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I'm always fascinated by Harry Turtledove, whose publisher bills him as "The Master of Alternate History." What's that you may ask? Alternate history has been around for a long time and it comes in many forms. Minnesota's wonderfully inventive Larry Millett does a fictional version by asking "What if?" What if, he asks, Sherlock Holmes and Dr. Watson came to Minnesota when the Hinckley fire was raging? What would those intrepid Englishmen do?
A few weeks ago, I received a copy of a non-fiction book about a great golfer who got mixed up with women other than his wife and got himself into a whole mess of trouble. No, no. Not Tiger Woods. The great golfer I'm talking about is J. Douglas Edgar. Never heard of him? Nor had I, until I read "To Win and Die in Dixie," by Steve Eubanks (Ballantine Books, $26). In this fast-paced thriller, Eubanks acquaints us with the Englishman J.
Lots of books from and about Minnesota this week First off, try a big doorstopper, "North Country: The Making of Minnesota," by Mary Letherd Wingerd (University of Minnesota Press, $34.95). Wingerd, a St. Cloud State history professor, tells a different story of the state, beginning with the Dakota War of 1862, then segueing back in time and uncovering how native American and white settlers and trappers got along for years until capitalism reared its head and treaties were broken in the name of progress.
One of the many attributes of Wisconsin's Thomas R. Smith that attracts me to his poetry is his reverence for past writers, some of them almost forgotten, like John Clare (1793-1864), who was probably driven mad by England's Enclosure Act of 1809. He's a star in Smith's new volume, "The Foot of The Rainbow," (Red Dragonfly Press, $15, paper) as Smith expatiates on the permanence of poetry. JOHN CLARE AND THE RAIN Northern spring woods somber with overcast. Against the flattened sky and lake, hazy overlap of green.
Here are two good reads to take on your last trip to the cabin up north. The first is "Beautiful Malice," by Australian author Rebecca James (Bantam, $25). We're introduced to Katharine Patterson, a mysterious character who wishes to cast off her past and moves to a new city, changes her name and enrolls in a new school. Why? As the book opens, Katharine says she has some regrets for not attending her friend Alice's funeral. Alice was the woman Katharine met during her new life. Alice was the flip side of Katharine: Gregarious, beautiful, the center of attention.
We lost one of America's literary treasures last year when Bill Holm of Minneota, Minn., and the world left us to mourn his passing and glory in what he left behind. Now the University of Minnesota Press has memorialized Bill with a reprint of one of his first and most moving books, "The Music of Failure" ($16.95). It's fruitless to try to explain in my own stammering what's so great about Bill Holm and inheritance he left us. The book under consideration came out 25 years ago before Bill was a household word with literary aficionados.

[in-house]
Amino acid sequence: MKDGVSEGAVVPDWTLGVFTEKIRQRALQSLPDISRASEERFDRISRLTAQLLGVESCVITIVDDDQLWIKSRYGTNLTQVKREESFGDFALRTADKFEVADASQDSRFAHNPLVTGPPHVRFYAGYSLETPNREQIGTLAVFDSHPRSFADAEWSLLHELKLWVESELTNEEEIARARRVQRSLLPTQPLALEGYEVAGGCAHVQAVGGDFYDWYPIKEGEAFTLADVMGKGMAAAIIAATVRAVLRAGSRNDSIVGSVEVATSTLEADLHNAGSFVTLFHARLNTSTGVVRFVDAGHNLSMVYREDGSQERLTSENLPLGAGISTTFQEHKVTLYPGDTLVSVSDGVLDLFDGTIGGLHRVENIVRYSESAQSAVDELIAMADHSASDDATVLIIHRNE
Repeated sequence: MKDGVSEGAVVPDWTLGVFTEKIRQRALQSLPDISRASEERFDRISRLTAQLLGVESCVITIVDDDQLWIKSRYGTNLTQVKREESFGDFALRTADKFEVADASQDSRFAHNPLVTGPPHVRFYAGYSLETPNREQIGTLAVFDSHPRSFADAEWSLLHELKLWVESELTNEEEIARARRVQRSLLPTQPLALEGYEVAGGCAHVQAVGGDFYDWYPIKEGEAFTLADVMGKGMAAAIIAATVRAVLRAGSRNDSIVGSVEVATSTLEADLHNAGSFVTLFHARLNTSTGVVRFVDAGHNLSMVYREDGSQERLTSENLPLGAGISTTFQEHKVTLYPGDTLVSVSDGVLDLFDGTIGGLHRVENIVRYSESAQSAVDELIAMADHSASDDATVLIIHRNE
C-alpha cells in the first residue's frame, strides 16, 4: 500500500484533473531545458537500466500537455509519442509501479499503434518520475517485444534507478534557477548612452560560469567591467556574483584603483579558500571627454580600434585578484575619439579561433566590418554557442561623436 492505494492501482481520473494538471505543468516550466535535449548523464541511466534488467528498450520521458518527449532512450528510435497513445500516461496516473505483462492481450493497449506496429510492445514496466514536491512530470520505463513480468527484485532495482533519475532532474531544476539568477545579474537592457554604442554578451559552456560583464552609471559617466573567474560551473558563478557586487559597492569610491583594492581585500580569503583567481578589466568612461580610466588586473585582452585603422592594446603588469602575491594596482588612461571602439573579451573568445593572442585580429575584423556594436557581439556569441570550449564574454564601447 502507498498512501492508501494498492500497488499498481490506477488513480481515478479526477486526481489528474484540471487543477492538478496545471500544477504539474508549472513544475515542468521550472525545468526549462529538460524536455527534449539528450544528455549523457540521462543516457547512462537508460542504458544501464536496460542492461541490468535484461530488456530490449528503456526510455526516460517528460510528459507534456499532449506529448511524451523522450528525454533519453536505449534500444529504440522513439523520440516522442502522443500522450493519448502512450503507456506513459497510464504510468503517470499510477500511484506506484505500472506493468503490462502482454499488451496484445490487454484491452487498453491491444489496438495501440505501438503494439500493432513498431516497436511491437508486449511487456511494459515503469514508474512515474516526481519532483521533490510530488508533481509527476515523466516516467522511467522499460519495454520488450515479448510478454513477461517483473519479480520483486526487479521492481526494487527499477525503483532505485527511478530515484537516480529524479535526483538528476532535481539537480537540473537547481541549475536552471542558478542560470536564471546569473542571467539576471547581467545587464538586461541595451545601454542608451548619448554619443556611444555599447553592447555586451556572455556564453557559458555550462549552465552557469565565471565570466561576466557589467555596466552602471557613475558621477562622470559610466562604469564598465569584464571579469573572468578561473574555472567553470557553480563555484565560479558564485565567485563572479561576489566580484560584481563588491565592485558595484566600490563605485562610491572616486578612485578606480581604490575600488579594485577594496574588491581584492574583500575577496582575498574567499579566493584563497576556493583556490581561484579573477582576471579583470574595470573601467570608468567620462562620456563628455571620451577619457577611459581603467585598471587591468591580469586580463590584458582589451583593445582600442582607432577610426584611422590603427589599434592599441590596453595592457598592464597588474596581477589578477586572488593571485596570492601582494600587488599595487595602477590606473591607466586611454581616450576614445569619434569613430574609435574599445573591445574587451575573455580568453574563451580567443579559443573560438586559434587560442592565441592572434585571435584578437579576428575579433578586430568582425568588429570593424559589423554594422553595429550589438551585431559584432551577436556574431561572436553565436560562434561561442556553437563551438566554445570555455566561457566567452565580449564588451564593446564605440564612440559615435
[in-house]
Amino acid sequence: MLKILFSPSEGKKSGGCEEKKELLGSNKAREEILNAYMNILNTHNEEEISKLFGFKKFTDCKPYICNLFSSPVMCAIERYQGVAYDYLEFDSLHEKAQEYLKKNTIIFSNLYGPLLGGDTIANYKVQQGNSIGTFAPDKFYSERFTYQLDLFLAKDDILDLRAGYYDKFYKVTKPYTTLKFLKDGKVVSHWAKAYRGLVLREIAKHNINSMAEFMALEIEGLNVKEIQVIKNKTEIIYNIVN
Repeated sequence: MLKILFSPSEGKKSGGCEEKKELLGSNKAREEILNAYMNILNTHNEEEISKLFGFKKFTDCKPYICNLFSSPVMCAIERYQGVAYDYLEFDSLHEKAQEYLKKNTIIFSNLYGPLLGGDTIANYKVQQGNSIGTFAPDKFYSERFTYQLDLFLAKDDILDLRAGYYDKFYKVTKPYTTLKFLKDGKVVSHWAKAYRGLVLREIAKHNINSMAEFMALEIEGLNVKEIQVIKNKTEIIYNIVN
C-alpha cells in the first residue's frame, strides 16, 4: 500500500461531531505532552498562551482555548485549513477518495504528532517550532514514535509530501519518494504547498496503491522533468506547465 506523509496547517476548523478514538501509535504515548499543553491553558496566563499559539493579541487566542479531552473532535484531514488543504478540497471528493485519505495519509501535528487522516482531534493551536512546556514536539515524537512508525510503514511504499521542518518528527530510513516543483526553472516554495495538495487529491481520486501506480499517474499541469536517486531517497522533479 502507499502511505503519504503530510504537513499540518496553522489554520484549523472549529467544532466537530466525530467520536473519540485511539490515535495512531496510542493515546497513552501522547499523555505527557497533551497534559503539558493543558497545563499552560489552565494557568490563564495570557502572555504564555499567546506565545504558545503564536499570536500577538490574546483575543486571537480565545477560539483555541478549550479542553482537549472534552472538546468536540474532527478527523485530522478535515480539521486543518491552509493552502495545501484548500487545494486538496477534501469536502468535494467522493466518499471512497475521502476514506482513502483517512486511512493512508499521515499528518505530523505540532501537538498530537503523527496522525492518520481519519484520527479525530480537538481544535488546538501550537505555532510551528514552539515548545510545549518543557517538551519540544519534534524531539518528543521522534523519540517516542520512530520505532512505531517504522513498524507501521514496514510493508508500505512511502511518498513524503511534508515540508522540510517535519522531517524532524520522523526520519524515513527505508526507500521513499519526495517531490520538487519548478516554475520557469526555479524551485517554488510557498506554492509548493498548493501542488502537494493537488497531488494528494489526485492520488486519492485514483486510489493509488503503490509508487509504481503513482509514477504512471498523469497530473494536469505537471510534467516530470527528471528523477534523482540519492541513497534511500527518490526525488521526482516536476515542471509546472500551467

Fifty years ago in Bowling Green, Ohio, a fellow named Charlie Perkins made the best goldarned bologna outside of Bologna, Italy. Business was so good, Perkins put a new neon sign out of his little butcher shop at the edge of town. The sign simply said "PERKIN'S MEAT'S." The sign bothered the dickens out of the English Department at the university I attended, but it didn't bother the locals, who kept buying Charlie's bologna and braunschweiger and Dutch loaf despite his problems with the apostrophe. Charlie Perkins is gone now, but the problem with sign language lives on.
Kudos to Julie Kramer for yet another well-told mystery entitled "Silencing Sam" (Atria, $23.99). Kramer is a freelance TV producer from White Bear Lake, Minn., and former producer of WCCO's evening news. I reviewed her first book, which unpacked the world of TV news production in a most informative way. But I really got excited last month when I read in Cheryl Johnson's gossip column in the Star Tribune that reporter Joe Kimball's wife (that would be Julie Kramer) had written another mystery in which the heroine was accused of murdering a Minneapolis gossip columnist. Ooh-ee!
I'm fond of books that deal with just one year in the life of world history. A few years back, I reviewed a book simply titled "1900." I liked it because it ground so exceeding fine, so fine that I found out that that was the year National Biscuit Company - Nabisco -- began taking crackers out of barrels and putting them in boxes. Journalist James Mauro, former editor of Spy magazine, has taken the trick a step further. He's centered in on the year 1939, but taken from a specific point of view: The World's Fair of 1939, held on what had been a garbage heap in New York City.
It's time to go to the lake. Worrying about that seven-day hiatus when it rains morning, noon and night, or when the fish all stop biting? Don't worry. Bring some books along.